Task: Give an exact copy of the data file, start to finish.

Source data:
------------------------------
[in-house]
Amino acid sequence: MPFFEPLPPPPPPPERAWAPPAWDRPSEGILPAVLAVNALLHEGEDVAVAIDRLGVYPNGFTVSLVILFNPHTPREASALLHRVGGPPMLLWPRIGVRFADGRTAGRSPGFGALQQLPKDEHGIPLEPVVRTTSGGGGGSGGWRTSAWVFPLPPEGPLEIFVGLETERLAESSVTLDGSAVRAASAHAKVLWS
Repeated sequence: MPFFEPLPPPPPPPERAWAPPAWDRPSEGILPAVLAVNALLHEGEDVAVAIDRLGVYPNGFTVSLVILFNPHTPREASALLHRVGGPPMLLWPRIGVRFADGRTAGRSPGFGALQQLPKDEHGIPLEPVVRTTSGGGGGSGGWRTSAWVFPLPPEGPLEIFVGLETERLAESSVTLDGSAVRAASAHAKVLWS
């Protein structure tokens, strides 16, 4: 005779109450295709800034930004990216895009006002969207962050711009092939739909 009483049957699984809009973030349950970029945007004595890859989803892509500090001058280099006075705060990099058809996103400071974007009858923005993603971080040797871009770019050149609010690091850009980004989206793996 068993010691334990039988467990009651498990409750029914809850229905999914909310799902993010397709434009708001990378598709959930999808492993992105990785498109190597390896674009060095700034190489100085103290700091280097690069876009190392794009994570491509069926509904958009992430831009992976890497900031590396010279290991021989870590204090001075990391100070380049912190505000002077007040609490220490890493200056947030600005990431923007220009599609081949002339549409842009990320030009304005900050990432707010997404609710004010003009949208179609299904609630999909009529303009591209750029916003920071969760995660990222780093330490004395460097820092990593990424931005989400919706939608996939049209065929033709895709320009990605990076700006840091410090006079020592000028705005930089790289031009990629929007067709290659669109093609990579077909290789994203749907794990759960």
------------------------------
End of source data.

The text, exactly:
[in-house]
Amino acid sequence: MPFFEPLPPPPPPPERAWAPPAWDRPSEGILPAVLAVNALLHEGEDVAVAIDRLGVYPNGFTVSLVILFNPHTPREASALLHRVGGPPMLLWPRIGVRFADGRTAGRSPGFGALQQLPKDEHGIPLEPVVRTTSGGGGGSGGWRTSAWVFPLPPEGPLEIFVGLETERLAESSVTLDGSAVRAASAHAKVLWS
Repeated sequence: MPFFEPLPPPPPPPERAWAPPAWDRPSEGILPAVLAVNALLHEGEDVAVAIDRLGVYPNGFTVSLVILFNPHTPREASALLHRVGGPPMLLWPRIGVRFADGRTAGRSPGFGALQQLPKDEHGIPLEPVVRTTSGGGGGSGGWRTSAWVFPLPPEGPLEIFVGLETERLAESSVTLDGSAVRAASAHAKVLWS
């Protein structure tokens, strides 16, 4: 005779109450295709800034930004990216895009006002969207962050711009092939739909 009483049957699984809009973030349950970029945007004595890859989803892509500090001058280099006075705060990099058809996103400071974007009858923005993603971080040797871009770019050149609010690091850009980004989206793996 068993010691334990039988467990009651498990409750029914809850229905999914909310799902993010397709434009708001990378598709959930999808492993992105990785498109190597390896674009060095700034190489100085103290700091280097690069876009190392794009994570491509069926509904958009992430831009992976890497900031590396010279290991021989870590204090001075990391100070380049912190505000002077007040609490220490890493200056947030600005990431923007220009599609081949002339549409842009990320030009304005900050990432707010997404609710004010003009949208179609299904609630999909009529303009591209750029916003920071969760995660990222780093330490004395460097820092990593990424931005989400919706939608996939049209065929033709895709320009990605990076700006840091410090006079020592000028705005930089790289031009990629929007067709290659669109093609990579077909290789994203749907794990759960």